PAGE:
American Academy of Dramatic Arts

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The American Academy of Dramatic Arts Logo
American Academy of Dramatic Arts
AADA at the Colony Club.jpg
The New York City location in the former Colony Club building
Type Private conservatory
Established 1884
Endowment Approx $5 Million
President Susan Zech
Academic staff
Students Approximately 220 New York Campus / Approximately 180 Los Angeles Campus
Location New York City
Los Angeles
, United States
Campus Urban
Colors Gold and Black
Affiliations NAICU, MSA

The American Academy of Dramatic Arts (AADA) is a two-year performing arts conservatory with bi-coastal facilities at 120 Madison Avenue, Manhattan, and at 1336 North La Brea Avenue, Los Angeles.


The oldest acting school in the English-speaking world,[1] the Academy in New York City was founded in 1884 to train actors for the stage. Its first home was the original Lyceum Theatre on what is now Park Avenue South. In 1963, the school moved to its current home, a landmark building designed by noted architect Stanford White as the original Colony Club.[2]

In 1974, the Academy opened another campus in Pasadena, California, which made it the only professional actor training school in both major centers of American entertainment. The Los Angeles campus moved from Pasadena to Hollywood in 2001 in a new building next to the site of the former studios of Charlie Chaplin.


The Academy remains dedicated to training professional actors. It offers a two-year program in which students have to be invited back for the second year. Auditions are held at the end of the second year for the third year company.[3] As well as training for the theatre, it now offers courses in film and television, providing a structured, professionally-oriented program that stresses self-discovery, self-discipline and individuality. Students who graduate in New York receive an Associate of Occupational Studies degree; students who graduate in Hollywood receive a Certificate of Completion or an Associate of Arts degree in Acting. Students from New York and Los Angeles can get a Bachelor of Arts degree from selected universities.

Numerous students of the Academy have gone on to distinguished careers throughout the entertainment industry, receiving nominations for Tonys, Oscars and Emmys.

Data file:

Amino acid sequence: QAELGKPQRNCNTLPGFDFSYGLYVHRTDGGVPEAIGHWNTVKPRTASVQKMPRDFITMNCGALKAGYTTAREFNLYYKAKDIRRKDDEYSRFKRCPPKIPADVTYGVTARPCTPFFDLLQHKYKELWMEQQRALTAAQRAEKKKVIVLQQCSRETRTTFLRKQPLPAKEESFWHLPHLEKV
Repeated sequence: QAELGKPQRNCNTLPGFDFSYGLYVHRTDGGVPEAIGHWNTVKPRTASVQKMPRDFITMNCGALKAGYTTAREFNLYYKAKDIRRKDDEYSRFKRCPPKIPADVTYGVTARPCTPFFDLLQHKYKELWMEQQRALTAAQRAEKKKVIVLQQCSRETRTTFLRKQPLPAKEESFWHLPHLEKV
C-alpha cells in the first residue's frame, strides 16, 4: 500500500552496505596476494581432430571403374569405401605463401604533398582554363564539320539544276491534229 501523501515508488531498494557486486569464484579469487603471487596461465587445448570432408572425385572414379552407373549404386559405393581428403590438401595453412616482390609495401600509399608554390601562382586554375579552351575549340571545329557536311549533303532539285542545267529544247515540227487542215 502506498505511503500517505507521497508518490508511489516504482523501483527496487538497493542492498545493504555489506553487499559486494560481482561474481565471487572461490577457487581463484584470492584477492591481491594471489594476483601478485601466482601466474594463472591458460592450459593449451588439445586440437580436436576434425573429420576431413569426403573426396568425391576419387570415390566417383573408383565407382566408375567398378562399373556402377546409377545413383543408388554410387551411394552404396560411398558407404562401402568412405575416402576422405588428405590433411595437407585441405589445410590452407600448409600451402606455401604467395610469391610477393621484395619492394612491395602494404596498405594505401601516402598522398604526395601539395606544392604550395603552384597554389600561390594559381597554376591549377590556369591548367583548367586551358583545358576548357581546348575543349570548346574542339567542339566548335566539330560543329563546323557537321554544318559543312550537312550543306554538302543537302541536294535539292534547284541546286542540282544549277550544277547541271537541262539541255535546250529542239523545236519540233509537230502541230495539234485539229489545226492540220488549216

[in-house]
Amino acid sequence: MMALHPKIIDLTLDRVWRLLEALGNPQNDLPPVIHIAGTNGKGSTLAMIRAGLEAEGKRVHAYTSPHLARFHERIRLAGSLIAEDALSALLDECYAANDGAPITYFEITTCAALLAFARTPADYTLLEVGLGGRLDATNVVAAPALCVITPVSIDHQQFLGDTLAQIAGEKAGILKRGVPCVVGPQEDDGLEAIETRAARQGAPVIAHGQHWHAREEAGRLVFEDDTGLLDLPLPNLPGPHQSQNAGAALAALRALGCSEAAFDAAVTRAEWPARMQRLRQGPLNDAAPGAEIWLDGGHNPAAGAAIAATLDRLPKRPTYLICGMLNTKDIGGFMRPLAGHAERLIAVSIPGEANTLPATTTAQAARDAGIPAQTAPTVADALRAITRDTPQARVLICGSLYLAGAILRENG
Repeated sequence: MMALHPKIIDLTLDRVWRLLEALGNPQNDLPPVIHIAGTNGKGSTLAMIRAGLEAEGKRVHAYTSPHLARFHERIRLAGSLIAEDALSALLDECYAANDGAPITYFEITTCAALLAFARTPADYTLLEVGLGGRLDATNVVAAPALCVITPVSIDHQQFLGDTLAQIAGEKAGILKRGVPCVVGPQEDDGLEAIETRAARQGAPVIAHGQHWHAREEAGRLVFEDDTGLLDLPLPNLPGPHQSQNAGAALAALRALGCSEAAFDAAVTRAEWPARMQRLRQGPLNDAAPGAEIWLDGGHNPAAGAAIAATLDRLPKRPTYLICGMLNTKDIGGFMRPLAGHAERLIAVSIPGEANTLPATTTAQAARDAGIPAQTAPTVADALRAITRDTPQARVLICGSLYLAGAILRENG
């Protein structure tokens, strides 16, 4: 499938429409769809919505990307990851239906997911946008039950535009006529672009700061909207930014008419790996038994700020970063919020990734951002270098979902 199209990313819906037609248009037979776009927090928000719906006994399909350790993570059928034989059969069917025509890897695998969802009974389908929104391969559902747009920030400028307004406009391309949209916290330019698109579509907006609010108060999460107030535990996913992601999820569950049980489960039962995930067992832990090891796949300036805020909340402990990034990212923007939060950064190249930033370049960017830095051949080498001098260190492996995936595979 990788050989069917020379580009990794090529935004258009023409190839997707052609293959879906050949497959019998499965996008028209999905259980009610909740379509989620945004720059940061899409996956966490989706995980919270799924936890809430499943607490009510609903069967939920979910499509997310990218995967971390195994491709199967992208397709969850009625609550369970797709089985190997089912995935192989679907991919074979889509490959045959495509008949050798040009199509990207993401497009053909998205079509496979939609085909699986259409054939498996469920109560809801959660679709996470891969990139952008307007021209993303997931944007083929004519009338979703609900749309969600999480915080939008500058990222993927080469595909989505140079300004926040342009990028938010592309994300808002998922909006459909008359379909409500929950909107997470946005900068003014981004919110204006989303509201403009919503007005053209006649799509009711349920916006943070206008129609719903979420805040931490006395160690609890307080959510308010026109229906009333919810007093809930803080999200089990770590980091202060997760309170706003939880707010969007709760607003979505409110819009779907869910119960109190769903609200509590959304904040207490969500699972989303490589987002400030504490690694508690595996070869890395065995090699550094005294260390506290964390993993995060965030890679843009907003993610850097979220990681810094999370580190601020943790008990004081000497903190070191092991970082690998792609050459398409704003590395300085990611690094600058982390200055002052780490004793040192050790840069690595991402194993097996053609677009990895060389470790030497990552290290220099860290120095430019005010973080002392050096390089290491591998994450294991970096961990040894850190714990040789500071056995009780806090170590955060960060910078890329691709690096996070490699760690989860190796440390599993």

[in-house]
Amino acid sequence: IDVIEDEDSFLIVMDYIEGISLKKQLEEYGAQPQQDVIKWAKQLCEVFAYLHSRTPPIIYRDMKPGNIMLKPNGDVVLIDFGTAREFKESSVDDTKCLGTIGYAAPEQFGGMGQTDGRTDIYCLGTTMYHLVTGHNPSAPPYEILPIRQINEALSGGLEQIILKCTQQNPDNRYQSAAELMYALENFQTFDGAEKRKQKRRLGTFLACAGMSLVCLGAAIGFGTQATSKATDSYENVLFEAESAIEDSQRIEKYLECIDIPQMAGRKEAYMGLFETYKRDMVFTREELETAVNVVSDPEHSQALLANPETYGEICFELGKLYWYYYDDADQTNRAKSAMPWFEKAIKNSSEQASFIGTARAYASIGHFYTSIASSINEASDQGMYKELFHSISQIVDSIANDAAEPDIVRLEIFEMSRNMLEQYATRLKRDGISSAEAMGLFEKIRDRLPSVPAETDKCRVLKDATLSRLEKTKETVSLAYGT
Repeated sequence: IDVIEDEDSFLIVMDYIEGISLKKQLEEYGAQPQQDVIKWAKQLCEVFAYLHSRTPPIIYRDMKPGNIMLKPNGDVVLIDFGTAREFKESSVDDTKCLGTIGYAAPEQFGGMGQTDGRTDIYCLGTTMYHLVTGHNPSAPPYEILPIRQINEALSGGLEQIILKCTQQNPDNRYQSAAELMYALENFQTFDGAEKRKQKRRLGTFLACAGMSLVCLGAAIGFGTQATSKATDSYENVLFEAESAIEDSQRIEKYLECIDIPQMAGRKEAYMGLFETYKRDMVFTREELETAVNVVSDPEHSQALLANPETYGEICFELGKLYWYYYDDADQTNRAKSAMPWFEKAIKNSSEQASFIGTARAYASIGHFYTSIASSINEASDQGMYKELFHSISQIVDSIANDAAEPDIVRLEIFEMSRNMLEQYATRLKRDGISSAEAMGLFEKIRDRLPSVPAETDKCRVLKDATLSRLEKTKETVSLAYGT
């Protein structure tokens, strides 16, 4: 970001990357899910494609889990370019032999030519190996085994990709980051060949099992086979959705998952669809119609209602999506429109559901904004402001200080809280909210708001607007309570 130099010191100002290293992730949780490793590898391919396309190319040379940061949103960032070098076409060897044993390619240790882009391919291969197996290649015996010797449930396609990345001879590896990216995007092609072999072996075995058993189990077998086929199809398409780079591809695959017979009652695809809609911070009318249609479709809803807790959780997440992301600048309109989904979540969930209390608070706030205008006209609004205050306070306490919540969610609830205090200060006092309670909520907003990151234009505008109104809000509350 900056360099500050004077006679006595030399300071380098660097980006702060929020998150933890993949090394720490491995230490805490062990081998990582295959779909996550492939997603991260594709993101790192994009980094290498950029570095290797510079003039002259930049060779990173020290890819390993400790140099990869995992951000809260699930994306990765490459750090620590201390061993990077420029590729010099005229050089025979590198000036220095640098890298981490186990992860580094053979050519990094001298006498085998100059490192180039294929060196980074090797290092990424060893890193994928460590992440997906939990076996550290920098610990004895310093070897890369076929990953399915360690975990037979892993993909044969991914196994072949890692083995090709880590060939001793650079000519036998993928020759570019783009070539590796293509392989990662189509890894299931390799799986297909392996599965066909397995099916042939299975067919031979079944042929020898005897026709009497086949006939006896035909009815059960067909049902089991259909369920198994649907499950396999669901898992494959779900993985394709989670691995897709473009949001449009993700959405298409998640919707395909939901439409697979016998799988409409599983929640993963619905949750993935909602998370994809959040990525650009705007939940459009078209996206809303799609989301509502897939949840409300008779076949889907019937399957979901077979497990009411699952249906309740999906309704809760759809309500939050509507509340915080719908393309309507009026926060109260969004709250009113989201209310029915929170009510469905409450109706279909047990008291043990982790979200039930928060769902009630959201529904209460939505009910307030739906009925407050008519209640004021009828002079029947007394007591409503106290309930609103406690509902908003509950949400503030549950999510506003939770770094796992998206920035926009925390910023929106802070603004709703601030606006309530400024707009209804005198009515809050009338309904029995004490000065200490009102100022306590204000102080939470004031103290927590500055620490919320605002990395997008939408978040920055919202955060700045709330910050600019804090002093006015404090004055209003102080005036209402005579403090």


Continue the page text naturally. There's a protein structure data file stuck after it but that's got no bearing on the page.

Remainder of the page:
Notable Alumni[edit]

The following is a list of notable people who attended the AADA and the year of their graduating class. From their Web site:[4]























Notable Faculty[edit]

The Academy has many teachers and faculty who have many professional connections and credits.

Notable faculty includes: David Dean Bottrell, Karen Hensel, Sandy Martin, Ian Ogilvy, and Scott Reiniger.



  1. ^ Nemy, Enid (June 11, 1985). "Oldest acting school fetes its 100th birthday". New York Times. Retrieved September 1, 2012. 
  2. ^ "History and Heritage". American Academy of Dramatic Arts. Retrieved 2 February 2016. 
  3. ^ "The Academy's Approach" on the AADA website
  4. ^ "Notable Alumni" AADA website
  5. ^ a b c d e f g h i j k l m n o p q r s t u v w x y z aa ab ac ad ae af ag ah ai aj ak al am an ao ap aq ar as at au av aw ax ay az ba bb bc bd be bf bg bh bi bj bk bl bm bn bo bp bq br bs bt bu bv bw bx by bz ca cb cc cd ce cf cg ch ci cj ck cl cm cn co cp cq cr cs ct cu cv cw cx cy cz da db dc dd de df dg dh di dj dk dl dm dn do dp dq dr ds dt du dv dw dx dy dz ea eb ec ed ee ef eg eh ei ej ek el em en eo ep eq er es et eu ev ew ex ey ez fa fb fc fd fe ff fg fh fi fj fk fl fm "Notable Past Students". Notable Alumni. American Academy of Dramatic Arts. Retrieved 7 June 2017. 
  6. ^ a b c d e f Alleman, Richard (1988), The Movie Lover's Guide to New York, New York: Harper & Row, ISBN 0060960809  p.165
  7. ^ Ward, Matthew (2015-01-26). "Former Miss Virginia from Suffolk dies". Suffolk News-Herald. Retrieved 2015-02-14. 
  8. ^ "Christina Fontanelli sings 'Christmas in Italy' program" The Union City Reporter, November 28, 2010, Page 20
  9. ^ Collins, Bob (2017-02-01). "Gwen Gillen was much more than the Mary Tyler Moore statue". Minnesota Public Radio. Retrieved 2017-02-27. 
  10. ^ Themal, Harry F. “Raters Prune ‘Orange’: True to Hypocritical Oath.” The News Journal (Wilmington, DE). (September 25, 1972): p. 32.
  11. ^ Harry Prescott Hanaford, Dixie Hines, eds., Who's who in Music and Drama (H. P. Hanaford 1914): 311.

External links[edit]